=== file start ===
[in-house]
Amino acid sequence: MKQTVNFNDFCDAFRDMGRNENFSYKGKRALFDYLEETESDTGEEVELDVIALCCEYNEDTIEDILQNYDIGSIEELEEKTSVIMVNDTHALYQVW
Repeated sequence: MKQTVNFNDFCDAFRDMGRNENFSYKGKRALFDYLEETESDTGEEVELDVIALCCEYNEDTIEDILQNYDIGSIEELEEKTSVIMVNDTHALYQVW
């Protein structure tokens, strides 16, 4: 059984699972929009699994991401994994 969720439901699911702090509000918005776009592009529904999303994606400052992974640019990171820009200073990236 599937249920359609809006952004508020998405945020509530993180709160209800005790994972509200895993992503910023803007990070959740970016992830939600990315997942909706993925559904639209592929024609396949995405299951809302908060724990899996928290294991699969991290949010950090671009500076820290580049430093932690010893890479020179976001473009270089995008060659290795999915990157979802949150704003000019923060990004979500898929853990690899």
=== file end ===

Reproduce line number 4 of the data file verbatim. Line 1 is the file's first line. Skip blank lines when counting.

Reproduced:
């Protein structure tokens, strides 16, 4: 059984699972929009699994991401994994 969720439901699911702090509000918005776009592009529904999303994606400052992974640019990171820009200073990236 599937249920359609809006952004508020998405945020509530993180709160209800005790994972509200895993992503910023803007990070959740970016992830939600990315997942909706993925559904639209592929024609396949995405299951809302908060724990899996928290294991699969991290949010950090671009500076820290580049430093932690010893890479020179976001473009270089995008060659290795999915990157979802949150704003000019923060990004979500898929853990690899």